We have lots of activities to give your brain a workout! Our weekly storytimes continue, along with Crazy 8s and Minecraft Club on Tuesday and Thursday. We also have:
Monday, March 6, 2- 3 p.m.
Use coding to program a robotic arm. Register now.
Wednesday, March 8, 4:15-5:15 p.m.
Are you a chess enthusiast? Whether your are just beginning or are a seasoned chess player, join us, meet people and play chess! Drop in.
Thursday, March 9, 4:14-5:15 p.m.
Use light to “paint” a picture that resembles a hand-drawn sketch. Register now.
Preschool Activity Time
Friday, March 10, 10-11 a.m.
Ages 2-6 with an adult
Meet friends, play with our toys, and have fun during activity time! Drop in.
Saturday Special: Sensory Storytime
Saturday, March 11, 10:30-11:15 a.m.
Ages 2-6 with an adult
Enjoy a special storytime perfect for children with sensory integration issues. Drop in.
Saturday, March 11, 1-4 p.m.
Explore our DIY maker scene! See demonstrations of exciting new technologies, meet other makers, learn about career opportunities in the maker field and much more! Drop in.
Posted in Library programs
Tagged art, board games, Bolingbrook Illinois, children with special needs, Early Childhood, free, LEGO, LEGOs, science, special needs, STEAM, STEM, Storytime, storytimes, technology
Art from Her Heart: Folk Artist Clementine Hunter by Kathy Whitehead; illustrated by Shane Evans
Clementine Hunter’s paintings went from hanging on her clothesline to hanging in museums, yet because of the color of her skin, a friend had to sneak her in when the gallery was closed.
Draw What You See: The Life and Art of Benny Andrews by Kathleen Benson; illustrated with paintings by Benny Andrews
Looks at the life of the artist Benny Andrews illustrated with his original paintings, from his childhood and youth in rural Georgia, through his studies in Chicago and his activism and artistic success in New York City.
Gordon Parks: How the Photographer Captured Black and White America by Carole Boston Weatherford; illustrations by Jamey Christoph
“Presents the life and accomplishments of the first black director in Hollywood who became the first African American photographer for Life magazine.” – (Baker & Taylor)
This title is also available as an ebook.
In Her Hands: The Story of Sculptor Augusta Savage by Alan Schroeder; illustrated by JaeMe Bereal
“A biography of African American sculptor Augusta Savage, who overcame many obstacles as a young woman to become a premier female sculptor of the Harlem Renaissance. Includes an afterword about Savage‘s adult life and works, plus photographs”–Provided by publisher.
It Jes’ Happened: When Bill Traylor Started to Draw by Don Tate; illustrated by R. Gregory Christie
“A biography of twentieth-century African American folk artist Bill Traylor, a former slave who at the age of eighty-five began to draw pictures based on his memories and observations of rural and urban life in Alabama. Includes an afterword, author’s note, and sources”–Provided by publisher.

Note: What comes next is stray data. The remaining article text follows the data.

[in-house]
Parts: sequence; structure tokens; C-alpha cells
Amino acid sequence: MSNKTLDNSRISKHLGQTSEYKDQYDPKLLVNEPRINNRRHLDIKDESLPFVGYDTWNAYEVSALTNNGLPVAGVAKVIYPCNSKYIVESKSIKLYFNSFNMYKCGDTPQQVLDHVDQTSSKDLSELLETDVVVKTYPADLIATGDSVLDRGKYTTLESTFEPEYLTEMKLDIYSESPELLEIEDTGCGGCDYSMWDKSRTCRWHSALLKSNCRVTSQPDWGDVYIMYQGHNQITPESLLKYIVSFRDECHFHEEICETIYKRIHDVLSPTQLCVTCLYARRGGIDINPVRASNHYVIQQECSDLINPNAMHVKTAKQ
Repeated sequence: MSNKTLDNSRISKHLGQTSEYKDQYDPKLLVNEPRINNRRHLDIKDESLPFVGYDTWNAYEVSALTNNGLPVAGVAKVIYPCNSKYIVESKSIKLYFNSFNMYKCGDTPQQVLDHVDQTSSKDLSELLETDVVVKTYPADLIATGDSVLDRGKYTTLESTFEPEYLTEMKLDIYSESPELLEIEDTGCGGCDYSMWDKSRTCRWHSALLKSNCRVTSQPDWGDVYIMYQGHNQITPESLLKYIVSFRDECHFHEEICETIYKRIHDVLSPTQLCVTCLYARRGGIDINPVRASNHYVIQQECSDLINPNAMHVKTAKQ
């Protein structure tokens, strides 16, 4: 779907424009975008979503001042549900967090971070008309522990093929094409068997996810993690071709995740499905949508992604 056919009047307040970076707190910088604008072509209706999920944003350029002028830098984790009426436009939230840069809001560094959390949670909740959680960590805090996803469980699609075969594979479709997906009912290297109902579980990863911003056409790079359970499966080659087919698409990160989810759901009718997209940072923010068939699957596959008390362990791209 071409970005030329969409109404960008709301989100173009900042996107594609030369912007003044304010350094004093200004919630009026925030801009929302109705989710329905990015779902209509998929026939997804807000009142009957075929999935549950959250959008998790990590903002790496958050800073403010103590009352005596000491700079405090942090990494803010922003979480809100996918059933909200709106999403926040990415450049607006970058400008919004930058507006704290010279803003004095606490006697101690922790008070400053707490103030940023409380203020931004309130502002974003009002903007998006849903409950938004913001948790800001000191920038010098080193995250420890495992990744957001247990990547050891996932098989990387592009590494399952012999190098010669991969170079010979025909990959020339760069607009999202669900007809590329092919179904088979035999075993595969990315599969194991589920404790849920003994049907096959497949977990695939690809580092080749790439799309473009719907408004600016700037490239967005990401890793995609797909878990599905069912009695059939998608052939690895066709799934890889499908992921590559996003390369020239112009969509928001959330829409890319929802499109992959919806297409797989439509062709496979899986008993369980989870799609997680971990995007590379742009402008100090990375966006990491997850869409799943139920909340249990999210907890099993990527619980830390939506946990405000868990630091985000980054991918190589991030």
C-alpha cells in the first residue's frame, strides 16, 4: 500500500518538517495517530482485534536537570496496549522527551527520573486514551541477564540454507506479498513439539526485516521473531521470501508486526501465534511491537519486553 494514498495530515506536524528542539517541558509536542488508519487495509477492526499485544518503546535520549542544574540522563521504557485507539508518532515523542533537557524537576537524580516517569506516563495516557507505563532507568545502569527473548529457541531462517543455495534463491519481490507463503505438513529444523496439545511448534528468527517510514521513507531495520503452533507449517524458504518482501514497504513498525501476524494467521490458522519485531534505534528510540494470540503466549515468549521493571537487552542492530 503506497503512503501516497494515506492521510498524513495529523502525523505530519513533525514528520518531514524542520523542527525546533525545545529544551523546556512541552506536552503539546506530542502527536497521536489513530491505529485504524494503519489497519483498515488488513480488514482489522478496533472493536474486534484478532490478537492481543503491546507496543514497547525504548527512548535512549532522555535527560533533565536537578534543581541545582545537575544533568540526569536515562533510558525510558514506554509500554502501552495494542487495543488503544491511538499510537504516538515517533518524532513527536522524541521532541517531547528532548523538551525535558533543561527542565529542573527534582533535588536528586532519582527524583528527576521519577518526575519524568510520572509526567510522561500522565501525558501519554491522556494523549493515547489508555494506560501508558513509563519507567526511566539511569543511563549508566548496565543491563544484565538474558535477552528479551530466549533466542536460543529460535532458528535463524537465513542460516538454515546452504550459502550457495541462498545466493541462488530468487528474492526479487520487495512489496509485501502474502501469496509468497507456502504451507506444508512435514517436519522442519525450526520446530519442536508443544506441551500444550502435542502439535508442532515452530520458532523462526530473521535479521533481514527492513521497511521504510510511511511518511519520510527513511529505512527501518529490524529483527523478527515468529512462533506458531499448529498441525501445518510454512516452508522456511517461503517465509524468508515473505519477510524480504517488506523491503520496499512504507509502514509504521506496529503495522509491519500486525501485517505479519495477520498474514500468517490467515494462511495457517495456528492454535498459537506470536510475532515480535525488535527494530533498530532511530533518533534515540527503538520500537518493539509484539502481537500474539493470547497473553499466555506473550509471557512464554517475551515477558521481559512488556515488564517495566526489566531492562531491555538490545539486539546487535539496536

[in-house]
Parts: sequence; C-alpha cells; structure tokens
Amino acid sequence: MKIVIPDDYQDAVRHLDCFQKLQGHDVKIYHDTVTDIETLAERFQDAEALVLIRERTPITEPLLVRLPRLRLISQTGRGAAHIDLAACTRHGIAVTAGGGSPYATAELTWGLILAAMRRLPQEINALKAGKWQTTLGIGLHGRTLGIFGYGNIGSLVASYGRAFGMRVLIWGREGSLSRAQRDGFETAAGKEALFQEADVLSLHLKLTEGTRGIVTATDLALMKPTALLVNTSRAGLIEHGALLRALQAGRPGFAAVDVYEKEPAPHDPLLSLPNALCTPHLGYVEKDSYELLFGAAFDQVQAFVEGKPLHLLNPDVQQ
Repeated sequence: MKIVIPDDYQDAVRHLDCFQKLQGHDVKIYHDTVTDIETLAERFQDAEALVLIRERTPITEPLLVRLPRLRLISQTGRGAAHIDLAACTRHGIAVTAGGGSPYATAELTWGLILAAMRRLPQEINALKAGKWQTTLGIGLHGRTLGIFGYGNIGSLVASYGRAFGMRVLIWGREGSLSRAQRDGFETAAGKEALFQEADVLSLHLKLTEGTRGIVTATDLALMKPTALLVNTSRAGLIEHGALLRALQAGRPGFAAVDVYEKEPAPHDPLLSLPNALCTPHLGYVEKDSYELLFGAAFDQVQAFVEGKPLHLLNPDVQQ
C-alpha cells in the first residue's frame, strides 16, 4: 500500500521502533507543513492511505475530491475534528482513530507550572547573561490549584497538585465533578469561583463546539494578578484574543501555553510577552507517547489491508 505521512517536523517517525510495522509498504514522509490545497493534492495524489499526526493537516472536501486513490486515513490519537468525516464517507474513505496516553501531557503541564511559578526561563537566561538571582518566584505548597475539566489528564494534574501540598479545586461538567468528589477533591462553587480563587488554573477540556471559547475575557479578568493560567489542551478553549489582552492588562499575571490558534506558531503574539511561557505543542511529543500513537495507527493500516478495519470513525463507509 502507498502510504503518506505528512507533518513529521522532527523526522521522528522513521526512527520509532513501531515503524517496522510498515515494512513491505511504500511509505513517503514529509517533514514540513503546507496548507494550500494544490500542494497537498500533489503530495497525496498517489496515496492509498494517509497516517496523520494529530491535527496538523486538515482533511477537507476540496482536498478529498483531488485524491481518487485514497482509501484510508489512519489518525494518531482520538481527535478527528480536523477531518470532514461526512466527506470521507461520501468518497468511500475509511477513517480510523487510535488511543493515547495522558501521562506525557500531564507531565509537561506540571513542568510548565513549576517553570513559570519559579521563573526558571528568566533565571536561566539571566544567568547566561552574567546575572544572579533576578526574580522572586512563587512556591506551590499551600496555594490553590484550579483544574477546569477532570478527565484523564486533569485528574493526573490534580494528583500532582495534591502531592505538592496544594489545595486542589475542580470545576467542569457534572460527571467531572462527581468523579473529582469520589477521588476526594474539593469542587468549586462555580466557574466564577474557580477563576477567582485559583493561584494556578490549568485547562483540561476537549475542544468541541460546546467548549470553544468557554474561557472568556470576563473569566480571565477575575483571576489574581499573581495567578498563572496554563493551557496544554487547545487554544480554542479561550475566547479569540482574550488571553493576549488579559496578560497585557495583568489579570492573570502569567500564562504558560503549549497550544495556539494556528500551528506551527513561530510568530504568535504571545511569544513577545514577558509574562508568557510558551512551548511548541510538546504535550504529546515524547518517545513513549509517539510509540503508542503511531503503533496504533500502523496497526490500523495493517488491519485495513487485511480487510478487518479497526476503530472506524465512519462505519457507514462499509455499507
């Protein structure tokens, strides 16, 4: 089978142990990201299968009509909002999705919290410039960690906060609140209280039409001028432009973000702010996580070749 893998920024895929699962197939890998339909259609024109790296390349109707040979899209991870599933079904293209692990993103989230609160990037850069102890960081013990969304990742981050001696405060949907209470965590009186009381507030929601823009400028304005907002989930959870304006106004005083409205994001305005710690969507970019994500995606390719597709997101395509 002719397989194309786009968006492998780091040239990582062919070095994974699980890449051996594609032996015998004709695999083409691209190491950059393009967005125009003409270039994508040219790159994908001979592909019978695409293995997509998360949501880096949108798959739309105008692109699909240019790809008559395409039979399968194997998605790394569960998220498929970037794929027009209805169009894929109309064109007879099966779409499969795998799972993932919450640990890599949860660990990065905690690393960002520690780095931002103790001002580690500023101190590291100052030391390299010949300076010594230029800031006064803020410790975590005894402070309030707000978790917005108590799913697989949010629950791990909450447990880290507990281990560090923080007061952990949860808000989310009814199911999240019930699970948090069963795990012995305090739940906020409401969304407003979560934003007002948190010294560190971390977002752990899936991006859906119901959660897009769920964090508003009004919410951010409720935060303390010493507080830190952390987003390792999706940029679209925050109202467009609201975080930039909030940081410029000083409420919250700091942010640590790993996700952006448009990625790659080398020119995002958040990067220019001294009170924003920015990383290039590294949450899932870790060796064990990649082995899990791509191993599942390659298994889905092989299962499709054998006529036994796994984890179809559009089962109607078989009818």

A Splash of Red: the life and art of Horace Pippin written by Jen Bryant; illustrated by Melissa Sweet
Presents an illustrated introduction to the life and work of artist Horace Pippin, describing his childhood love for drawing and the World War I injury that challenged his career. This title is currently nominated for the Monarch Award. It was also a winner of the Schneider Family Book Award, the NCTE Orbis Pictus Award for Outstanding Nonfiction for Children, and a Robert F. Sibert Honor Book.
Posted in readers' advisory
Tagged "children's books", #diainaction, #wehavediversebooks, African American history, art, art history, artists, awards, biographies, Black History Month, books, history, Picture book, picture books, readers' advisory
Wendy saw this new book in our collection and pointed it out to me:
Jake Makes a World: Jacob Lawrence, a Young Artist in Harlem by Sharifa Rhodes-Pitts
It reminded her of an article she had seen about a series of paintings by Jacob Lawrence (usually housed in two different locations) on display for a limited time at the Museum of Modern Art:
(The article has a lot of interesting information about the artist and includes a slide show of some of the paintings).
MOMA has some fantastic online content to go along with the exhibit, both for general audiences and especially for students and teachers.
You can also take a virtual visit through a library book:
The Great Migration: An American Story by Jacob Lawrence
Here, the full series of 60 paintings is paired with a poem by Walter Dean Myers and an introduction by the artist himself.
Pretend you’re visiting a different exhibit with these two books:
Harriet and the Promised Land by Jacob Lawrence
John Brown: One Man Against Slavery by Gwen Everett, paintings by Jacob Lawrence
You can learn more about the artist’s life, and see a wide range of his paintings in:
Story Painter: The Life of Jacob Lawrence by John Duggleby
Color pencils (Photo credit: Matti Mattila)
Do you like to draw? Do you like anything that moves down the road, through the air, or over the water? Then register now for the excellent art program Draw Your Fantasy Ride, with Christine Thornton of Christine Thornton’s Art Studio! The class will start in the library’s Story Park, where Christine will present a PowerPoint showing drawing techniques for everything you would like to drive or ride in. Then you’ll move to the Creativity Park and let your imagination run wild! The class is Wednesday, June 26, from 2:00 – 3:30 p.m. It is for those entering grades 4 – 8, with a strict limit of 30, so sign up now for this unique art experience and create a masterpiece of motion!